A new helping hand

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(EDITOR’S NOTE: This story has been modified from how it originally appeared due to an error.)

Stepping into the shoes of Gerry Farrell, palliative care doctor and founder of the Aberdeen Hospital’s Palliative Care unit, is no easy feat, but after a short time on the job Dr. Anne Kwasnik is showing she has what it takes.

As Farrell expressed his wishes to retire, Kwasnik asked him who would be next to take over the unit and continue the work he has been doing that has turned the Aberdeen Hospital Palliative Care unit into a pioneer in its field. That was nearly all it took for Kwasnik and she soon found herself attending a year of additional training at Dalhousie University and leaving her family practice.


“We can’t just let this disappear,” she said.

During her time at Dalhousie furthering her training in end of life care, Kwasnik completed a major project on music therapy, something she has carried a passion for into her new position.

“In my studies I found how beneficial music therapy can be,” she said. “I was hoping to enrich the program.”

In order to bring a new program to the unit, Kwasnik needed funding. After researching government funding, she wanted to be sure she had a backup plan, a way to get the funds for the program if she couldn’t get funding from the province.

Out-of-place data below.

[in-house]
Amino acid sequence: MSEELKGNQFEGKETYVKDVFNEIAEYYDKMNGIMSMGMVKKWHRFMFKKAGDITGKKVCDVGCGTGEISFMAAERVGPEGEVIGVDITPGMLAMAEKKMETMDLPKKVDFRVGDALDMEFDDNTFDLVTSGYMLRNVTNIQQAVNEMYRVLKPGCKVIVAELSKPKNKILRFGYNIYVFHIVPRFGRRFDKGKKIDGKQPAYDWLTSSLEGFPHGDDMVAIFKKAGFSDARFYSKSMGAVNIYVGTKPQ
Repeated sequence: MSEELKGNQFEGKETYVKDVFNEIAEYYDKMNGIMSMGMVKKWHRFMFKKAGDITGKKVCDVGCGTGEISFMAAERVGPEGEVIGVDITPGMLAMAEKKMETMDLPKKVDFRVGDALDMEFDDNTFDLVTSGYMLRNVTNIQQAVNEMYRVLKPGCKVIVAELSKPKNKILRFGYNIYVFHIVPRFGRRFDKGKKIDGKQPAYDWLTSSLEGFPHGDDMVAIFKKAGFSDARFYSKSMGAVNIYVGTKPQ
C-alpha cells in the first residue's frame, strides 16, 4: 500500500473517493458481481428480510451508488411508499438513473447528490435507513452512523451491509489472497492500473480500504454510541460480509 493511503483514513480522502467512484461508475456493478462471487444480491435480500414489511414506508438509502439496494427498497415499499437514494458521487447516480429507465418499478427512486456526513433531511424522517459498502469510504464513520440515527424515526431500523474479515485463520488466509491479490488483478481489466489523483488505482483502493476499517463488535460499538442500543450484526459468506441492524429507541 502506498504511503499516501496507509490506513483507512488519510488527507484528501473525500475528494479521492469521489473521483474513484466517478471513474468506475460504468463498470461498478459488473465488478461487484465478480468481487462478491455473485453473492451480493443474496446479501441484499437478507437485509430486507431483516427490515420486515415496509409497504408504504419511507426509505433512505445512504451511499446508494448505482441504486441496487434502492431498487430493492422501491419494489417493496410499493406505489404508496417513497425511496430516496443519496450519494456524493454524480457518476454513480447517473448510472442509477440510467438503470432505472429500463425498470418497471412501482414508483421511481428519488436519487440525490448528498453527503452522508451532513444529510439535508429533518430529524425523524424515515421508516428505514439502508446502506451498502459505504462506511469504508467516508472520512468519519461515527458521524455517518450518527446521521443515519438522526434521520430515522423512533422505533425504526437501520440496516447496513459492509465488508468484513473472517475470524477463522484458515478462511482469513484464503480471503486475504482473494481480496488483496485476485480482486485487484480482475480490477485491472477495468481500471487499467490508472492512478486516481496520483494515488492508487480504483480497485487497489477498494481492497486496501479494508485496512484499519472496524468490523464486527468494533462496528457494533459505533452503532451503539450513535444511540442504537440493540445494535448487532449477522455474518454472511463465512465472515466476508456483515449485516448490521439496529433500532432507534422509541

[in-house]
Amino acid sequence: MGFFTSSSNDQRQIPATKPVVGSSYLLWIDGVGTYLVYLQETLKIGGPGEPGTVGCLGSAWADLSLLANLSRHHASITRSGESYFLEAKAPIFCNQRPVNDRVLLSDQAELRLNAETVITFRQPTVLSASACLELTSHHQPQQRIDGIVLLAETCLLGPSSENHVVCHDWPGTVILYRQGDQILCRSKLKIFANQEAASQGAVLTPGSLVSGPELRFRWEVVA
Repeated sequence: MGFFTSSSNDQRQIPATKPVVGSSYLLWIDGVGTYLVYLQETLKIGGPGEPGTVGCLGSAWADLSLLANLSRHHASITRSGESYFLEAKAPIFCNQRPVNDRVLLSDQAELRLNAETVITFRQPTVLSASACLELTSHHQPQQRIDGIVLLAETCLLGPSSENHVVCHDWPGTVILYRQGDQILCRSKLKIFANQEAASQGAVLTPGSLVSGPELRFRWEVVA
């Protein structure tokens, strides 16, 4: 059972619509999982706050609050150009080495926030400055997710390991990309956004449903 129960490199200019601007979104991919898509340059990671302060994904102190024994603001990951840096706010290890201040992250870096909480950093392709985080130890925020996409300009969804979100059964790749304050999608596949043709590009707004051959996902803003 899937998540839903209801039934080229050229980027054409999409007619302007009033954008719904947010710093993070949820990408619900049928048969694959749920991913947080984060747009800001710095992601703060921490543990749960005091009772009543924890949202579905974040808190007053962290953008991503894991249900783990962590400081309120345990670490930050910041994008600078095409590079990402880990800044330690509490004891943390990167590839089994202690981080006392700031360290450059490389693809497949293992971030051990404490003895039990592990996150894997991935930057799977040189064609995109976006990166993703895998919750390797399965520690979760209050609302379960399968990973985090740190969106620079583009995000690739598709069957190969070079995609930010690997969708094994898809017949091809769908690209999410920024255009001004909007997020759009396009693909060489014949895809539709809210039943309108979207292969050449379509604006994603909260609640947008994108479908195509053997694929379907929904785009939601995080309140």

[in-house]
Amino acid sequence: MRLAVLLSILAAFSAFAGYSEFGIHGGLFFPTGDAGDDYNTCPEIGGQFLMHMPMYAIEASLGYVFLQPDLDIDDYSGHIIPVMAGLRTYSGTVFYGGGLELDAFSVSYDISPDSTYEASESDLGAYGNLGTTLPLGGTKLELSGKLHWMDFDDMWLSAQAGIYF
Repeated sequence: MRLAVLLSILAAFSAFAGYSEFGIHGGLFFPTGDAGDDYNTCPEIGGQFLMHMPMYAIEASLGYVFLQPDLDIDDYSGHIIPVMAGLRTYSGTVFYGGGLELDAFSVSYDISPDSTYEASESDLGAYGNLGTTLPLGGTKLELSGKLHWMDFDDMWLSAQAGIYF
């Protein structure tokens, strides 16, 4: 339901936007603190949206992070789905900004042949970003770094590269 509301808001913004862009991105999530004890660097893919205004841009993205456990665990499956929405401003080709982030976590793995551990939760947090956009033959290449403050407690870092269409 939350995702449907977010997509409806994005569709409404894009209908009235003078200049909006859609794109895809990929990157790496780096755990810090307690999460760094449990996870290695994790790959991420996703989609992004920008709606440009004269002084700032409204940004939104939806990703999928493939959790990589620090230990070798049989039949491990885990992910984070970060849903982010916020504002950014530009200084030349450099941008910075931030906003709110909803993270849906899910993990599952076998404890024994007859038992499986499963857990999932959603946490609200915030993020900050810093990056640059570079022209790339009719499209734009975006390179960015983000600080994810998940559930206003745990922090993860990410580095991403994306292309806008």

“By providing music that is patient-preferred you can help pain control,” said Kwasnik as she proceeded to list off other problems music can help patients manage. After coming up with the idea for iPads for patients, Kwasnik is currently working on having the range for the wifi extended so it will be accessible to the unit. Small Bluetooth speakers will also accompany the iPads to help patients hear the music better and to aid as a way to do it that is less isolating than headphones.

“The Aberdeen Palliative Care Foundation Society has offered to help fund the iPads,” said Kwasnik. She said the society has been very open minded with her suggestions of things that can be done for the unit.

“I’m in a very great position,” she said. “Our program has been growing. Across the province, palliative care services have grown about 40 per cent.” She noted that for everyone there is a point where you have to say enough is enough, when treatments are not responding or there are none left to try. That is at the point in which palliative care steps in to make sure the individual is comfortable. Pre-end of life care is also something the unit helps with by speaking to those who have been diagnosed with terminal illnesses.

“It really means care and symptom management. People associate it with death. It doesn’t mean you’re dying, it just means you’re at a stage when current medical cares isn’t working,” she said.


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